SPE News

DOE Awards SPE and Consortium Partners $165 Million Grant To Advance Geothermal

The consortium will leverage the oil and gas industry's 100+ years of experience and technological developments in drilling and subsurface engineering to advance geothermal.

A rendering of a closed-looped geothermal system in which hot water and steam are extracted from the earth naturally, which turn a turbine to generate electricity, before reinjecting the fluid back into the earth to complete the cycle.
Source: US DOE Geothermal Technologies Office

The US Department of Energy (DOE) has awarded a $165 million "Geothermal Energy from Oil and Gas Demonstrated Engineering" (GEODE) grant to a consortium formed by Project Innerspace, Society of Petroleum Engineers International (SPE), and Geothermal Rising (GR).

The cross-industry collaboration formed by the consortium will engage with oil and gas experts, geothermal startups, and other stakeholders to build consensus around strategies and opportunities for geothermal innovation.

The consortium will leverage the oil and gas industry's 100+ years of experience and technological developments in drilling and subsurface engineering to address and overcome challenges currently constraining geothermal development.

The grant will provide $10 million in the first year, which will fund the consortium members, in collaboration with more than 100 partner entities, to develop a roadmap to accelerate geothermal energy's growth and development. From the second year onward, the DOE will provide up to $155 million in additional funds to finance execution of the plan.

“We look forward to advancing our collective vision for the role geothermal will play in the future of energy through this powerful partnership,” said Jamie Beard, founder and executive director, Project Innerspace. “This is the geothermal decade. By 2030, with focused concerted action, we can catalyze geothermal into exponential growth. The key to achieving this is building consensus and forging forward-looking collaborations between the oil and gas and geothermal industries, and we will get that work done through this partnership. All hands on deck.”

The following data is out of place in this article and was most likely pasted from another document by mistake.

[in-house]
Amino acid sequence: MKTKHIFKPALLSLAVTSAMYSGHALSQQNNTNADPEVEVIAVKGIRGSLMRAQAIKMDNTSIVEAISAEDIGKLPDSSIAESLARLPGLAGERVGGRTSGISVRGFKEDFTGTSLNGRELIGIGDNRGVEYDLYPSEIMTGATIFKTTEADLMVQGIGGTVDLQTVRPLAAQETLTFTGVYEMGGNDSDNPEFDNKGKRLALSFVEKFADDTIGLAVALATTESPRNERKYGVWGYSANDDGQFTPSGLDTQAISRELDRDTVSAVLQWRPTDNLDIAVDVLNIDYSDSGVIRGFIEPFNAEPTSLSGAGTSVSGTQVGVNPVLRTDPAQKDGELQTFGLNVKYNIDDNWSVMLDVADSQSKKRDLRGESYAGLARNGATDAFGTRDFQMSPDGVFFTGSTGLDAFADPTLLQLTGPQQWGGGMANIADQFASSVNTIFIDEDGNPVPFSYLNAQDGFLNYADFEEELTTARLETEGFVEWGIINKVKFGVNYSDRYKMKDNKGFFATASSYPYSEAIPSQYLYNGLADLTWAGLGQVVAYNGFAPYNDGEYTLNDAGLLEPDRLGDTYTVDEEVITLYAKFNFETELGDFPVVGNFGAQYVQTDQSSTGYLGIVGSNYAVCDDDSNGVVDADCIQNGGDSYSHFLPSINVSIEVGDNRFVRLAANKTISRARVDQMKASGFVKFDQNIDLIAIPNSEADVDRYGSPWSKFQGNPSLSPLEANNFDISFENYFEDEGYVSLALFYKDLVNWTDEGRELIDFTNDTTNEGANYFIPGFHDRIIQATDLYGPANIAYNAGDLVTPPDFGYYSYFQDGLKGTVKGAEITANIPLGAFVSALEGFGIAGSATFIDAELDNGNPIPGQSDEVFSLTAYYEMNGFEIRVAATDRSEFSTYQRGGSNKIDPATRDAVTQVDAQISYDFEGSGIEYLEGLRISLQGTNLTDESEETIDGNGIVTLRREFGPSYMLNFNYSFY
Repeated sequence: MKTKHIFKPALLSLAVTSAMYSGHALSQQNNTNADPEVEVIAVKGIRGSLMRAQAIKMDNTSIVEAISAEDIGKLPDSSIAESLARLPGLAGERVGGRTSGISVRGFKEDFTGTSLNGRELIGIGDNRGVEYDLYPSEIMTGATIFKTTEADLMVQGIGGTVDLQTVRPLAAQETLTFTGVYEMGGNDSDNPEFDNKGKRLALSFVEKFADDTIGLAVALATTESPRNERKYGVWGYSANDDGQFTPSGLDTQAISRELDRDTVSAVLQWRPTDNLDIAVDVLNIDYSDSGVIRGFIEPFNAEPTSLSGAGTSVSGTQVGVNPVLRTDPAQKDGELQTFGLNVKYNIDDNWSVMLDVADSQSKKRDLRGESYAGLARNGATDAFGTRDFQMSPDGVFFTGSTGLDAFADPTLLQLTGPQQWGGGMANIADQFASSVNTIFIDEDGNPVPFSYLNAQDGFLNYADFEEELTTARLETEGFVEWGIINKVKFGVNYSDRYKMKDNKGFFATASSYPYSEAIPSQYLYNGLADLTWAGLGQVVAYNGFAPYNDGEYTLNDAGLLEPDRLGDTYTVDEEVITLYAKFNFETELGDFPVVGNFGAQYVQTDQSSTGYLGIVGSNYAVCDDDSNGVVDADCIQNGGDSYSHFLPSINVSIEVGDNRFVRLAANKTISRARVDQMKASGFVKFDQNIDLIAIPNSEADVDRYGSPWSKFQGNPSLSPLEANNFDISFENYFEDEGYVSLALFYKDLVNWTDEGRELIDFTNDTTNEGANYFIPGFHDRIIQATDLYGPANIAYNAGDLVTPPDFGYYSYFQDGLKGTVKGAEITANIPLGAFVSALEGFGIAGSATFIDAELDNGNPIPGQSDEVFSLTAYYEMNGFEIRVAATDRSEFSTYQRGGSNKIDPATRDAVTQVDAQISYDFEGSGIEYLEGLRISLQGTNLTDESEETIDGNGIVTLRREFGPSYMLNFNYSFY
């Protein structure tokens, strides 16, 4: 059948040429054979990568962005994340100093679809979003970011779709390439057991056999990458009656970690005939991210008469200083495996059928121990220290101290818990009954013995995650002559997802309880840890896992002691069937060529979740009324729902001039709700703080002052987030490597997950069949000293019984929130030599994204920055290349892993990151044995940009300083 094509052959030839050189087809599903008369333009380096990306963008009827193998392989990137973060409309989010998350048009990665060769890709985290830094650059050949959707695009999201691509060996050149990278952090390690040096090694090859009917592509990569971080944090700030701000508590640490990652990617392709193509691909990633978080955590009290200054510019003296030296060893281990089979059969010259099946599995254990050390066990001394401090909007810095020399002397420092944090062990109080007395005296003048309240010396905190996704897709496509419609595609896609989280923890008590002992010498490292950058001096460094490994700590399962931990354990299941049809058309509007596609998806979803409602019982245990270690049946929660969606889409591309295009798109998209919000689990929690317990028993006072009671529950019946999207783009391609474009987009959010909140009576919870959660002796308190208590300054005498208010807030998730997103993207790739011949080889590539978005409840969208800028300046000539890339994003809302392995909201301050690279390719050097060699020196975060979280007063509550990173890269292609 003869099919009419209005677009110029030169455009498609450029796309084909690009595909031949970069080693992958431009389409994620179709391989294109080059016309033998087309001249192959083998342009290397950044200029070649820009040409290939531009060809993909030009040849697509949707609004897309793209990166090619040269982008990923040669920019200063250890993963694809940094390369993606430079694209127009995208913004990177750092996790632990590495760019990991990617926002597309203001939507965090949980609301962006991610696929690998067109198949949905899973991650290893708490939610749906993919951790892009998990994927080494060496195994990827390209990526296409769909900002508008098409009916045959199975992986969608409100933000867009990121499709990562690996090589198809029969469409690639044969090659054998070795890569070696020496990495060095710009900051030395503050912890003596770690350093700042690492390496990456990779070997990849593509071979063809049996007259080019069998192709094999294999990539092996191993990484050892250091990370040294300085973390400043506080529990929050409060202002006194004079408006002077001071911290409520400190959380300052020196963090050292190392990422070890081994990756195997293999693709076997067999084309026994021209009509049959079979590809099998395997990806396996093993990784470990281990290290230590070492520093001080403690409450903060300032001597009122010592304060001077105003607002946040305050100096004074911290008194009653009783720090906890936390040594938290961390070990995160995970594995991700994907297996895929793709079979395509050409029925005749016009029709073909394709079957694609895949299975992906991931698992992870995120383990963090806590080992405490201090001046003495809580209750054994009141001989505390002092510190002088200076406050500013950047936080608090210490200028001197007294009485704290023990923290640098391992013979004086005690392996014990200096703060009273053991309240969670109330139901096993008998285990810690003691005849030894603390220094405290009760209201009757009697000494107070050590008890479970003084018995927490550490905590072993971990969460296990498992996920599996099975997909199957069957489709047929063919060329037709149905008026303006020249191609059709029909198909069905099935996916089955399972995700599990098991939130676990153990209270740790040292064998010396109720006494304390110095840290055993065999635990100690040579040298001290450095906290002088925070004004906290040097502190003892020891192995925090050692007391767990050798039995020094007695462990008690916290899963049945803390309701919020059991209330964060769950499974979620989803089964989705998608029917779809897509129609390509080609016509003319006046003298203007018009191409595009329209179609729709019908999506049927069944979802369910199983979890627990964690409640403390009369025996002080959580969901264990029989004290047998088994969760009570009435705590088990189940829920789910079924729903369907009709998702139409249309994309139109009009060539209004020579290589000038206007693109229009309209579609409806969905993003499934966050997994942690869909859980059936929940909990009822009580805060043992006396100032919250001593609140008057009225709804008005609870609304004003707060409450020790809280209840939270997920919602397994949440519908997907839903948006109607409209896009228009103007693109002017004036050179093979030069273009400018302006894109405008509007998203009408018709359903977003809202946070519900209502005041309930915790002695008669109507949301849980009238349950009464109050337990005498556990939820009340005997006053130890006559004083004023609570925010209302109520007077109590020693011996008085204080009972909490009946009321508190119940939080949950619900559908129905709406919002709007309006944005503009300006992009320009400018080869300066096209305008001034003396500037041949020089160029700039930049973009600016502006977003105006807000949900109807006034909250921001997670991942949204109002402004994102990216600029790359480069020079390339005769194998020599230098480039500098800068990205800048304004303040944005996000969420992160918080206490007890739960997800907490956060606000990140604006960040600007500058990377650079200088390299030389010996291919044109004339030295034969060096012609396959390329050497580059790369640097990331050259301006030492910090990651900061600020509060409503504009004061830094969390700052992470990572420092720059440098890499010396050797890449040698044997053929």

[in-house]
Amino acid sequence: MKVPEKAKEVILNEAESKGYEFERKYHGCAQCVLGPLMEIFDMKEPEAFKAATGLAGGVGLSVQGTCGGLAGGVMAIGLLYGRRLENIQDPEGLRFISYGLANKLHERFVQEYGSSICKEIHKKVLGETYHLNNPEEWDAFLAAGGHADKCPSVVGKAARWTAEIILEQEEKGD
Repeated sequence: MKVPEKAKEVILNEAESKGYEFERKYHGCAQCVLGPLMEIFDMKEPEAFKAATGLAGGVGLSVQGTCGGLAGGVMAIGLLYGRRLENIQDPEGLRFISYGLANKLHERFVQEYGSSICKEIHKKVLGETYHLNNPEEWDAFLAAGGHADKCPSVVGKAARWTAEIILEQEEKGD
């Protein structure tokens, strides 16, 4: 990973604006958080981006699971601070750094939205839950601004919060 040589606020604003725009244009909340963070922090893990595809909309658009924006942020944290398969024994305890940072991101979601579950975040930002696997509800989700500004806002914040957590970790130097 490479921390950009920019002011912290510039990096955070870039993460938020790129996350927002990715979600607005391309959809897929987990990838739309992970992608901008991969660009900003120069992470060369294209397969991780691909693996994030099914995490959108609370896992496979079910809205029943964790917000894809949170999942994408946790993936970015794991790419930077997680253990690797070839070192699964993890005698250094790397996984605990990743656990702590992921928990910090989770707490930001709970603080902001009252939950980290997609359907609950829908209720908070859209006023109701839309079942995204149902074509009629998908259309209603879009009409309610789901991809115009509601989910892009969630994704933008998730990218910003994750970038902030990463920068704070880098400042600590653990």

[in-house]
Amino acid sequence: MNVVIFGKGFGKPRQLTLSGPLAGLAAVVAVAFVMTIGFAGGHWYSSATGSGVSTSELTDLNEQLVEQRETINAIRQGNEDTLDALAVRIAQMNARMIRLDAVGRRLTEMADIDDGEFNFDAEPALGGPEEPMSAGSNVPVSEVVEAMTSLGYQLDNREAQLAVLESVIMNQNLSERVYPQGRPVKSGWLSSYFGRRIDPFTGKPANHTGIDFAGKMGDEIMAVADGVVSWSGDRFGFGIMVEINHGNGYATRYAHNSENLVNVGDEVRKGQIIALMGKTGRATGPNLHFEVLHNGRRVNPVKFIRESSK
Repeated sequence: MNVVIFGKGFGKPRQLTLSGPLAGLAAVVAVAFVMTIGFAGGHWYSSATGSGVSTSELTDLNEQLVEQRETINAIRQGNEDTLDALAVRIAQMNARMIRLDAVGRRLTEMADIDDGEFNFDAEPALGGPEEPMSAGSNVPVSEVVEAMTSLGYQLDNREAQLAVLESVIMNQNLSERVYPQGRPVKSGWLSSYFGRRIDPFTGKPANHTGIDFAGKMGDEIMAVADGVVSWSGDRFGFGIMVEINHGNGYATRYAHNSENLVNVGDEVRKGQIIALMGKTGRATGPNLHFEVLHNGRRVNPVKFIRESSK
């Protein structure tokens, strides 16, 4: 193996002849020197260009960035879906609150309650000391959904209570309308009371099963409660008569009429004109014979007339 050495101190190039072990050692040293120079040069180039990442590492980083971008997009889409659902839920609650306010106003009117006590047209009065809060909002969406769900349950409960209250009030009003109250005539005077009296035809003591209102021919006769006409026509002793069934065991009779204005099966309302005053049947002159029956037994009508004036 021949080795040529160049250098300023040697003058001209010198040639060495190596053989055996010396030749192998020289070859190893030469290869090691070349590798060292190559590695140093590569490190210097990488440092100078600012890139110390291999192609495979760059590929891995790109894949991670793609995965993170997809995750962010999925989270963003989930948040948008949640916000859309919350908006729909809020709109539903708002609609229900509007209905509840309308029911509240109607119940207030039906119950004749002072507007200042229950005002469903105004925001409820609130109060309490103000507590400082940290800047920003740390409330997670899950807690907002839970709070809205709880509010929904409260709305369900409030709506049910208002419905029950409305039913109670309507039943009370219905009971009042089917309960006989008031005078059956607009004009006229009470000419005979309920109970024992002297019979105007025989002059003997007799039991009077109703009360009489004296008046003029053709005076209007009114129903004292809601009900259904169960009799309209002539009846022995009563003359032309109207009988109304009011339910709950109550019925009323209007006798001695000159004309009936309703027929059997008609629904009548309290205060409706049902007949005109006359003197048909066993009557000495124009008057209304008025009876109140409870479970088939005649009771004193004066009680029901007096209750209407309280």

Over the next 5 years, the consortium will address four key facets: technology transfer, demonstration and deployment, barriers to expansion, and workforce adoption. Within those facets, the consortium will focus on a variety of pain points constraining geothermal growth, including research and development gaps and roadmapping, stakeholder engagement, funding for keystone projects, and consensus building among ecosystem stakeholders.

“It is exciting for Geothermal Rising and its expansive membership to play a role in convening communities who, working together, hold the solution to our climate crisis through heat and electricity decarbonization,” said Bryant Jones, executive director of GR. “We really can use the earth to save the Earth if we work together to make it happen.”

Accomplishing these goals will significantly contribute to achieving the cost targets outlined in the DOE's recently announced geothermal EarthShot, bringing down the costs of enhanced geothermal systems by 90%. The consortium's ultimate objective is to place geothermal into its proper and central role as the "go-to" secure, reliable, safe, and clean energy source of the future.

“Geothermal provides oil and gas professionals an opportunity to leverage our collective expertise and resources to drive sustainable growth in the energy sector," said John Boden of SPE. "We believe that geothermal energy has the potential to become a key part of the global energy mix, and the oil and gas industry has significant contributions it can make toward achieving that goal. We are excited to be part of this groundbreaking collaboration."